- Associated Press - Monday, October 6, 2014

ANCHORAGE, Alaska (AP) - Police said they have received a number of nuisance calls involving a Wal-Mart in Anchorage and it has been warned about nearing the allowed limit before it would face fines and be required to come up with an action plan.

Police have responded to 80 calls this year to the Wal-Mart in midtown Anchorage, the Alaska Dispatch News reported (https://is.gd/XSWEQS ) Sunday. Most of those calls dealt with drunken people.

Lt. Garry Gilliam with the department’s Community Action Policing Team said city code limits a commercial property to 100 nuisance calls a year.

If the store goes over the limit, police would send a formal notice of violation. After that, the store could be fined $500 for each call and be required to produce a written plan to correct problems within 30 days.

Brian Nick, a spokesman for the company in Bentonville, Arkansas, confirmed the store has received such a warning and is working with police.



Gilliam said police first contacted managers about a year ago at the store located near the high-traffic thoroughfares of midtown that are frequented by panhandlers.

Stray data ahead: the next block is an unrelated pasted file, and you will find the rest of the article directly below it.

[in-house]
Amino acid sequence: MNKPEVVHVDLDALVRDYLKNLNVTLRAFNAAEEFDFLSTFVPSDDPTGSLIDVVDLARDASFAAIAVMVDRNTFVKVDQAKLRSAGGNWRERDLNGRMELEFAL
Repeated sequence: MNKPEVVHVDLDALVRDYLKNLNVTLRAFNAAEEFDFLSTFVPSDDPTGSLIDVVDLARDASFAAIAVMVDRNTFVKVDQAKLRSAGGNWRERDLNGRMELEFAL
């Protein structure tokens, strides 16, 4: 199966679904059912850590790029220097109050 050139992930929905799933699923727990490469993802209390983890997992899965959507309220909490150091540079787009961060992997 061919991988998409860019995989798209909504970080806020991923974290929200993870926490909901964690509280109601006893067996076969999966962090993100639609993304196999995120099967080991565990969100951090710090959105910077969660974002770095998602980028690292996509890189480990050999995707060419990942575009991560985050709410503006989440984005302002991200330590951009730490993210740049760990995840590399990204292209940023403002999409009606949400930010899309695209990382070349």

Gilliam said the store has not been illegally selling alcohol but managers have been encouraged to analyze selling practices.

Another goal is to have managers more aware of what is happening on the property. He described a practice when a group of drunken people would stand outside after sending in the group’s most sober-appearing person to purchase alcohol.

“They need to look a little further outside the door, see what’s happening outside on their property,” Gilliam said. “This negatively affects the neighborhood.”

Nick, the Wal-Mart spokesman, said managers are reinforcing training with employees and working directly with police.

“They have had conversations with the police about making sure all of their policies related to the sale of alcohol are being constantly reinforced and updated,” Nick said.

John Opinsky with the commercial real estate firm Frampton and Opinsky said it’s difficult to pinpoint Wal-Mart as the source of problems involving intoxicated people in the area, including public urination, loitering and people discarding garbage.

The firm manages 70 acres in the midtown area, and six months ago hired additional security personnel to drive away troublemakers.

“Whether it’s Wal-Mart, whether it’s somewhere else, we don’t know,” he said. “But the midtown vagrant problem is becoming an increasingly large issue over the last eight to 10 years.”

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Information from: Alaska Dispatch News, https://www.adn.com

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